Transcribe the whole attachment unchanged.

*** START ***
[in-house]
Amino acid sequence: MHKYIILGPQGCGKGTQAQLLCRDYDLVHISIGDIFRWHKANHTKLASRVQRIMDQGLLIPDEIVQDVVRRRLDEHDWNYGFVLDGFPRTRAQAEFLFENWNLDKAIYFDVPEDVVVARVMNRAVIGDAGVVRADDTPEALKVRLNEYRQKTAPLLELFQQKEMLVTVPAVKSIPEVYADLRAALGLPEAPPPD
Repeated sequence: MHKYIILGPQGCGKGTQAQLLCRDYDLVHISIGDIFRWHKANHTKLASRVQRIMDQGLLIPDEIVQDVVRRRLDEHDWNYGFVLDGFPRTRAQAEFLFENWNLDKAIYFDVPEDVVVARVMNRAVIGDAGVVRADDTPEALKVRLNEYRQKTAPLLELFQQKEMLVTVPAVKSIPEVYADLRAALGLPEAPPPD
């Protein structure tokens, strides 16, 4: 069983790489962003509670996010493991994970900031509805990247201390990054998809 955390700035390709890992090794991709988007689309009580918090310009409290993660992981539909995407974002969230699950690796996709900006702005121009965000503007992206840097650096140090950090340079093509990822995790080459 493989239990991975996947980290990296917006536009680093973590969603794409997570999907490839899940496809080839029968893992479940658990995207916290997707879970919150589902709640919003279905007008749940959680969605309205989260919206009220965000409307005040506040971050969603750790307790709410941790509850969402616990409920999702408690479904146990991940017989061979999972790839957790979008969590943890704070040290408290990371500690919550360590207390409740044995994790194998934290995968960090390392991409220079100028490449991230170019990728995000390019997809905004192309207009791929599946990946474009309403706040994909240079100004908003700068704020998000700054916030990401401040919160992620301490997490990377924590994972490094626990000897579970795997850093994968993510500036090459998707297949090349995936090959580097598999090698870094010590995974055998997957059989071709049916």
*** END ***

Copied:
[in-house]
Amino acid sequence: MHKYIILGPQGCGKGTQAQLLCRDYDLVHISIGDIFRWHKANHTKLASRVQRIMDQGLLIPDEIVQDVVRRRLDEHDWNYGFVLDGFPRTRAQAEFLFENWNLDKAIYFDVPEDVVVARVMNRAVIGDAGVVRADDTPEALKVRLNEYRQKTAPLLELFQQKEMLVTVPAVKSIPEVYADLRAALGLPEAPPPD
Repeated sequence: MHKYIILGPQGCGKGTQAQLLCRDYDLVHISIGDIFRWHKANHTKLASRVQRIMDQGLLIPDEIVQDVVRRRLDEHDWNYGFVLDGFPRTRAQAEFLFENWNLDKAIYFDVPEDVVVARVMNRAVIGDAGVVRADDTPEALKVRLNEYRQKTAPLLELFQQKEMLVTVPAVKSIPEVYADLRAALGLPEAPPPD
């Protein structure tokens, strides 16, 4: 069983790489962003509670996010493991994970900031509805990247201390990054998809 955390700035390709890992090794991709988007689309009580918090310009409290993660992981539909995407974002969230699950690796996709900006702005121009965000503007992206840097650096140090950090340079093509990822995790080459 493989239990991975996947980290990296917006536009680093973590969603794409997570999907490839899940496809080839029968893992479940658990995207916290997707879970919150589902709640919003279905007008749940959680969605309205989260919206009220965000409307005040506040971050969603750790307790709410941790509850969402616990409920999702408690479904146990991940017989061979999972790839957790979008969590943890704070040290408290990371500690919550360590207390409740044995994790194998934290995968960090390392991409220079100028490449991230170019990728995000390019997809905004192309207009791929599946990946474009309403706040994909240079100004908003700068704020998000700054916030990401401040919160992620301490997490990377924590994972490094626990000897579970795997850093994968993510500036090459998707297949090349995936090959580097598999090698870094010590995974055998997957059989071709049916």